Water Heating

According to the Department of Energy, indoor and pool water heating can account for 18% to 25% of the energy consumed in your home, second to cooling and heating. There are commonly known methods used to conserve hot water: use less water, turn down the thermostat setting, purchase a more efficient water heater, cover your water heater with an insulated wrap, and insulate exposed water lines.

Hot Water Conservation

One simple yet inexpensive way to conserve hot water is to install a low-flow showerhead. A standard showerhead uses about 2.5 gallons-per-minute (gpm), compared to a low-flow showerhead that uses a flow rate of 1.7 gpm or less. The purchase price ranges anywhere from $10 to $50 dollars and your payback is substantial. Plus, installation should be a snap.

Here’s a quick test to see if you would benefit from this type of showerhead. Set your shower to a normal pressure, then hold up a bucket to catch all the water. If it takes less than 20 seconds to catch one gallon of water, a low-flow showerhead may be a wise investment.

Another way to save on hot water is to adjust the water heater’s thermostat setting to 115 degrees. However, if your automatic dishwasher does not have a temperature booster, the ideal setting is 140 degrees. The factory preset on most new water heaters is usually 140 degrees or above. Bear in mind, higher hot water temperature settings may pose a safety risk for some people, particularly seniors and young children. Set the temperature according to your household needs.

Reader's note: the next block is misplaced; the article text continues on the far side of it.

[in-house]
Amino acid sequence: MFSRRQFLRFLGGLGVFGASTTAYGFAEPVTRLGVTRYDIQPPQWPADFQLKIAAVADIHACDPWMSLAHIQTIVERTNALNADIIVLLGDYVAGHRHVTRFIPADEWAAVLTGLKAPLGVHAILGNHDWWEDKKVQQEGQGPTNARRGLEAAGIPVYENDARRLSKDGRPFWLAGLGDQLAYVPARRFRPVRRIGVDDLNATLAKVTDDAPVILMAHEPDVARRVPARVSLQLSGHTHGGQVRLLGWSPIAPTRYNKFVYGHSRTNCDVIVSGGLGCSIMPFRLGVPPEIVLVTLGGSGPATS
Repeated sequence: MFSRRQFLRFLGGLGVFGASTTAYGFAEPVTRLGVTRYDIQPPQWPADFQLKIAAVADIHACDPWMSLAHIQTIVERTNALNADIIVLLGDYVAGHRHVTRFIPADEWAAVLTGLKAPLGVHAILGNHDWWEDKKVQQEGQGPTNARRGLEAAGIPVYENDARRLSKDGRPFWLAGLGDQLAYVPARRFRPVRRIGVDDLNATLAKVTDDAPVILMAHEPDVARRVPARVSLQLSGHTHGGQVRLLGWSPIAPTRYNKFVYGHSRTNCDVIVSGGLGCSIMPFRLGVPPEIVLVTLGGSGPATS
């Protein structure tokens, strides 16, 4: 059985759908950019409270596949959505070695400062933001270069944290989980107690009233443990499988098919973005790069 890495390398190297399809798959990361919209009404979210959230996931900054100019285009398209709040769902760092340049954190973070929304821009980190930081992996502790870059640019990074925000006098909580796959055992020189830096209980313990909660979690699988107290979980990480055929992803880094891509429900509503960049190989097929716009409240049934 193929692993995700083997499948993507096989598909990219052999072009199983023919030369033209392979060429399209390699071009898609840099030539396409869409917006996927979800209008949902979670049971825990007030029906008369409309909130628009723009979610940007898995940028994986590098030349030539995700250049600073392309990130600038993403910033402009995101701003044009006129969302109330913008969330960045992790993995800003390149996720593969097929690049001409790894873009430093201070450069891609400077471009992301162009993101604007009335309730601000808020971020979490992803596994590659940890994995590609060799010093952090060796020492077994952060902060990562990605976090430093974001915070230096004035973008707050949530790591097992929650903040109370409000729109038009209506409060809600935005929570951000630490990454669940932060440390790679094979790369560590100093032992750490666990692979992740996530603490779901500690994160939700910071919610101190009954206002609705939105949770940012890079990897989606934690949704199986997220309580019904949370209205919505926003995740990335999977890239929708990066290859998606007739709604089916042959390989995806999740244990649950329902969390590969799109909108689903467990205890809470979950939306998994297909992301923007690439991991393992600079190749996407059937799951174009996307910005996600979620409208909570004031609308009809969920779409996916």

Consider insulating an older electric water heater, especially one purchased prior to those with the yellow “Energy Guide” label. Newer models will be much more energy efficient and are designed with built-in insulation. Older models probably need insulation.

Other Hot Water Tips:

  • Repair all leaky faucets. According to the U.S. government, a leak of just one drip per second can cost $1 per month.
  • Simply turn the faucet off while shaving or brushing your teeth and try taking short showers instead of long showers or baths.
  • Install a water heater timer and set it according to your family needs.
  • Wash your clothes with cold water.
  • Periodically drain the hot water tank. This will prevent a buildup of sediment that puts a strain on the heating elements.

If you are in the market for a new water heater, there are many choices available. Varieties include heat recovery units, heat pump exchange units, solar water heaters, and tankless water heaters. Study and compare these to determine what is best suited for your budget, bearing in mind long-term usage cost. If you are not sure, ask an energy expert at your local cooperative which type is best suited for your home.